In my limited experience as a taphophile, it is unusual to find someone remembered on a headstone who isn’t family. Perhaps there are thousands of such people “out there”, but how many have had their story told by a great writer?
Robert SNARR died this day in 1849 and at the end of the following year, Charles Dickens published an article, The Sea-side Churchyards, in Household Words. You can read it in full at Dickens Journals Online but here is Robert’s Story:-
What was the great man doing in Filey? I met someone at the grave by chance a year or so ago and the stranger told me that Dickens had a brother who lived not far away, in Malton. I don’t know if this is true.
The tragedy would have been fresh in the minds of local people and I suspect Dickens would have had no difficulty finding sources for the story. The reported exchange between Robert and “mother “ is such that Dickens must surely have spoken with Mary Cammish (née SUGGIT). Other details should perhaps be challenged because they are at variance with contemporary local newspaper accounts. Robert may not have been an engineer and he may not have been journeying to Northumberland to start a new life.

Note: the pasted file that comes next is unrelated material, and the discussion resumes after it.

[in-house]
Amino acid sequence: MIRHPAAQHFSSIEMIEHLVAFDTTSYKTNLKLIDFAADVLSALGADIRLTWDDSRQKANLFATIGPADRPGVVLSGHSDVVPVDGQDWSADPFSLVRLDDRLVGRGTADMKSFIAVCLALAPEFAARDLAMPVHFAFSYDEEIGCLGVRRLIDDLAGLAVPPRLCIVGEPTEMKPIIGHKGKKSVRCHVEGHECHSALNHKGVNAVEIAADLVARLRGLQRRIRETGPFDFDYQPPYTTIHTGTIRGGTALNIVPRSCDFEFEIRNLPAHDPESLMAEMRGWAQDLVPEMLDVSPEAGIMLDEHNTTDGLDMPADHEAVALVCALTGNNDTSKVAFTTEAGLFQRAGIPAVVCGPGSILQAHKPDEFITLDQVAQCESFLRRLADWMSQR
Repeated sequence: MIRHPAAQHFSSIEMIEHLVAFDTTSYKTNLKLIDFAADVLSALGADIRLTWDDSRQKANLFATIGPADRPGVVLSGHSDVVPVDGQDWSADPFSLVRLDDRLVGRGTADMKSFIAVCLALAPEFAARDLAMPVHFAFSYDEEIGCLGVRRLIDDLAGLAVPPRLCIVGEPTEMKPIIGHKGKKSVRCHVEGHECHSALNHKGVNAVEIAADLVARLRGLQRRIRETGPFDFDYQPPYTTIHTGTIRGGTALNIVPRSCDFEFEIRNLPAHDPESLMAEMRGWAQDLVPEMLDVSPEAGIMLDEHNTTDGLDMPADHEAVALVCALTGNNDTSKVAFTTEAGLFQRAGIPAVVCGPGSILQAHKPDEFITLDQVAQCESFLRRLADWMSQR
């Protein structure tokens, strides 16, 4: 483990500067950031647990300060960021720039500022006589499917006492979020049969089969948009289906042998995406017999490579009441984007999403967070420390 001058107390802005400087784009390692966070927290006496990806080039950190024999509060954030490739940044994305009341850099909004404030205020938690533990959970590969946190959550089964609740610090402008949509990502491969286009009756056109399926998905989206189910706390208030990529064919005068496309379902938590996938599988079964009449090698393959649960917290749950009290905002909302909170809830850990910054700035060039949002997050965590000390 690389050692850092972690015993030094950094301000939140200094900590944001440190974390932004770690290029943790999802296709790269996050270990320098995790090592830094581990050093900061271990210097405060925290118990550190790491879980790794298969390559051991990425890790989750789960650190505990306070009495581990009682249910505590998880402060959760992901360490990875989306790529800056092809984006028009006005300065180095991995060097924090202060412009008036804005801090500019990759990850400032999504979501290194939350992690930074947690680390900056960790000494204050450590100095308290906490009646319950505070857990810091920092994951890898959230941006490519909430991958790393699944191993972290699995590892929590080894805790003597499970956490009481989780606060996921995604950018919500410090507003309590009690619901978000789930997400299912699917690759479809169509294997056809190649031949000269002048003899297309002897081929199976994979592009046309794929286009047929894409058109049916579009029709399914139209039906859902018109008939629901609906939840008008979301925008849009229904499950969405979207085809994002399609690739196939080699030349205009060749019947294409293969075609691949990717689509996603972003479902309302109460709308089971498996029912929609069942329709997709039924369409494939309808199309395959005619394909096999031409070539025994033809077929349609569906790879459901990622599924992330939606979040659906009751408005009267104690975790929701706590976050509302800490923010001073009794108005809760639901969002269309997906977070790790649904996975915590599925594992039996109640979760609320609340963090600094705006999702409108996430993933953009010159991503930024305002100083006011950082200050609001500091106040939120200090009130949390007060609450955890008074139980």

What is certainly untrue is the assertion that Robert’s bloody corpse was brought back half an hour after his last words to Mary. It takes little more than five minutes to walk from the churchyard to Filey Railway Station so he could have thrown himself under the first train passing through, thus giving the Dickens version some veracity. However, Robert’s life ended near Seamer, a rail journey via Scarborough of about twelve miles.
Why did Robert act foolishly?
I imagine he left his beloved’s grave in great distress.When he caught the train to Scarborough his intention may have been to return home to York and the bosom of his birth family, and to continue his career in the architect’s office. With the balance of his mind disturbed, maybe an idea came to him as he watched the telegraph poles zip past the carriage window. He was the seventh of ten children born to William and Elizabeth (née BLADES), aged 69 and 65 at the time of his death. I think he made his extinction look like an accident, hoping to lessen his family’s grief. The inquest jury and coroner did not, it seems, consider suicide.
We’ll never know his final thoughts, but the fact that he is with Elizabeth for eternity is wonderfully romantic.
Also ROBERT SNARR of York, who departed this life March 12th, 1849 aged 31 years.